Todd Haynes is no stranger to controversy. The filmmaker, whose new lesbian romance Carol recently premiered to much critical love at the Cannes Film Festival, got a brush with it right at the beginning of his career. 1991's Poison, his first feature, was targeted by conservative religious groups for its depictions of gay characters and gay sex, with the added political hook that it received some of its funding from the National Endowment for the Arts.
Poison went on to win prizes, become a milestone of New Queer Cinema, and launch a directorial career that would encompass Safe, Velvet Goldmine, Far From Heaven, and I'm Not There. But in 2015, Haynes doesn't expect anything like the attacks he received when starting out, even with a film that united two famous actresses in a heated affair.
"I don't with Carol, I really don't," Haynes said at a Cannes press roundtable, noting how much times have changed. "It was interesting just recently to watch what happened when the religious freedoms were trying to be protected in Arizona — it backfired utterly. I think we're moving in a certain direction, and there are going to be obstacles along the way, but I don't think you can really go backwards."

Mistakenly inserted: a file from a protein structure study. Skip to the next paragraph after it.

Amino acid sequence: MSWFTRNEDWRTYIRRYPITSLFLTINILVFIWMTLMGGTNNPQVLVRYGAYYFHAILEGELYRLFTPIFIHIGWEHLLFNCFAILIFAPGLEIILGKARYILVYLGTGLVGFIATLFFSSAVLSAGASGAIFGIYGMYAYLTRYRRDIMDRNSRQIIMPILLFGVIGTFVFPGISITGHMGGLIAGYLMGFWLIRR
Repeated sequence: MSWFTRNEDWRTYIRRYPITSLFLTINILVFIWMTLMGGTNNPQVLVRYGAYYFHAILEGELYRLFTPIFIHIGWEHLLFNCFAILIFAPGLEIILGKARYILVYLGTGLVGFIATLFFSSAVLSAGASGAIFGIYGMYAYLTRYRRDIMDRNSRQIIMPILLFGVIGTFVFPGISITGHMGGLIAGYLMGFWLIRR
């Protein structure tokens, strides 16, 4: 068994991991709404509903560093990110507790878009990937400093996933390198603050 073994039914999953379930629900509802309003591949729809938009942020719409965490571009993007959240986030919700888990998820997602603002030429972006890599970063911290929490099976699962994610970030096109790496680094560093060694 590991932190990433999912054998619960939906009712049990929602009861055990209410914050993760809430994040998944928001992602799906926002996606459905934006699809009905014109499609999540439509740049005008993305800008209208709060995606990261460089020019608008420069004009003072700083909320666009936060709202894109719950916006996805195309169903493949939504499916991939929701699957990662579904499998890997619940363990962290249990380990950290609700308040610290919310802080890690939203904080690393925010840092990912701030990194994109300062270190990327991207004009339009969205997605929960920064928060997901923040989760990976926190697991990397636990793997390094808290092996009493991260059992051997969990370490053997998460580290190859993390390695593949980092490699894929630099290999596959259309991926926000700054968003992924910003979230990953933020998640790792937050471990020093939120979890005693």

He added, "I just read a statistic that more Americans would be comfortable with a gay president than a Christian evangelist. Which is bizarre to me, and that marks a radical shift in the last five-to-10 years."
Carol is a love story, but it's also very much about homophobia and gender expectations. It's set in 1952, where the title character (played by Cate Blanchett) finds her sexuality being used against her in a battle for the custody of her daughter, even as Carol becomes involved with a younger woman, Therese (Rooney Mara). Haynes uses the repression of his characters to show a courtship that takes place entirely in glances and what's left unsaid.
"I always love it when words escape characters and there are things that happen that can't be articulated," Haynes said. "That is really where the visual language of film is given its most necessity." And in a strangely fitting way, the strict social codes of the time enable the love affair between Carol and Therese to unfold.
"Two women deciding to live together in 1952 is way more acceptable than a man and a woman living together in 1952 who aren't married," Haynes pointed out. "I felt this in Far From Heaven — there's actually more liberty, more freedom in hiding or following certain social conventions that give strange permission for closeness."
He continued, "You're watching how these women pursue each other: Carol invites a girl out to lunch. It's more acceptable at the time than it would seem today [where] it probably would seem more like a come-on. Whereas Carol says, 'I wouldn't have asked a man to go to lunch — that would have been something else.'"